Around 1 in 7,500 otherwise healthy people are born with no sense of smell, a condition known as isolated congenital anosmia (ICA). So dominant are sight and hearing to our lives, you might think this lack of smell would be fairly inconsequential. In fact, a study of individuals with ICA published last year showed just how important smell is to humans. Compared with controls, the people with ICA were more insecure in their relationships, more prone to depression and to household accidents.
Now, in a follow-up paper involving the same 32 patients with ICA, Ilona Croy and her colleagues have looked at how this lack of a sense of smell affects their sexual relationships. The researchers’ analysis uncovered an intriguing sex difference. Compared with 15 age-matched controls, the 10 men with no sense of smell reported having substantially fewer sexual partners in their lifetime (male controls averaged five times the number of partners). In contrast, women with no sense of smell averaged just as many sexual partners as women with smell.
On the other hand, the 22 women (but not the men) without a sense of smell tended to report feeling more insecure in their relationship with their current partner, than did the healthy controls. This insecurity was specific to their sexual partner and wasn’t found in relation to friendships or maternal attachment.
Across both sexes, the impact of a loss of smell makes sense given the mounting evidence for the social importance of smell, for example we can use smell to detect other people’s anxiety; people with more empathy are more likely to remember your smell; and smells convey at least some personality traits. Also, common sense suggests people without a sense of smell might worry about any odours they could be exuding without their knowledge. But the question still remains – why should not having a sense of smell affect men and women differently?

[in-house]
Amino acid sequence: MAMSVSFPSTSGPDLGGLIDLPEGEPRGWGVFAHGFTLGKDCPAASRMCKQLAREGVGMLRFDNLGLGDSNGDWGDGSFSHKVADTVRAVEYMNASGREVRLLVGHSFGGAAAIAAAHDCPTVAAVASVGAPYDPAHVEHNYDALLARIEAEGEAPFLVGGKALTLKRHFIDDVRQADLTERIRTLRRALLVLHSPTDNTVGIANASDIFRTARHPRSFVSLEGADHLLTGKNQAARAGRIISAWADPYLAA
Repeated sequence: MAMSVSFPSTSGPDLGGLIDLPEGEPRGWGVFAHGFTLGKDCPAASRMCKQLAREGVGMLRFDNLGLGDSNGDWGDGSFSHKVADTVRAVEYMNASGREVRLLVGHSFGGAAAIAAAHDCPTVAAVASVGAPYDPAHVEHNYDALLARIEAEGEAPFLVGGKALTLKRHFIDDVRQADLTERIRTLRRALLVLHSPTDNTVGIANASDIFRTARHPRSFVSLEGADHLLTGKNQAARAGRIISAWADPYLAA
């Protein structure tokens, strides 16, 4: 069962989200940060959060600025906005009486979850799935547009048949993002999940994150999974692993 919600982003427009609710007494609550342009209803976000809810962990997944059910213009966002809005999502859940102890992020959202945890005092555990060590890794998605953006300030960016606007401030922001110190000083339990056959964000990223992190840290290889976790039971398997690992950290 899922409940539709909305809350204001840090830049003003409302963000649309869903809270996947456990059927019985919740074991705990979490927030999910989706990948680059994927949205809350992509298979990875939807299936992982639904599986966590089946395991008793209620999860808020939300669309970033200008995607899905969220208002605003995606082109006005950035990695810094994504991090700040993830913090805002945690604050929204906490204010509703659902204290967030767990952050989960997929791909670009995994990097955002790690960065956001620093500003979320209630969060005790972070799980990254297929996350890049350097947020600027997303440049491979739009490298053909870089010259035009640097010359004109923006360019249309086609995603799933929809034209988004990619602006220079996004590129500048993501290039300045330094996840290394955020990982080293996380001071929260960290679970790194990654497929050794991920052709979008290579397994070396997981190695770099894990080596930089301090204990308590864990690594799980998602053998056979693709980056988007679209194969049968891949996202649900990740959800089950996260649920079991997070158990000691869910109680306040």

The researchers surmised that not having smell reduces men’s “exploratory sexual behaviour”, perhaps due to their lack of social confidence. Consistent with this interpretation, there was a negative correlation between the male (but not female) patients’ levels of social insecurity and their number of sexual partners.
On the other hand, the researchers think the effect of a lack of smell on women makes sense in light of past research suggesting that smell is more important for their relationship security, than it is for men. For instance, a study published in 2008 found that a half of the women surveyed had worn someone else’s clothes (usually a partner’s) because of its smell, compared with just 13 per cent of men. Also relevant – the female patients’ had lower social confidence than the female controls, and this correlated with their lack of relationship security.
Other research has shown that odour is more important to women than it is to men in choosing a partner: women supposedly prioritise good odour over good looks, men the opposite, although it’s not clear how this fits with the current findings. Women also seem to have a superior sense of smell, on average, compared with men, and value the sense more highly.
Croy and her colleagues acknowledged the need for caution given their small sample size, but they said their results emphasise “the importance of the sense of smell for intimate relationships.”
Croy, I., Bojanowski, V., and Hummel, T. (2013). Men without a sense of smell exhibit a strongly reduced number of sexual relationships, women exhibit reduced partnership security – A reanalysis of previously published data. Biological Psychology, 92 (2), 292-294 DOI: 10.1016/j.biopsycho.2012.11.008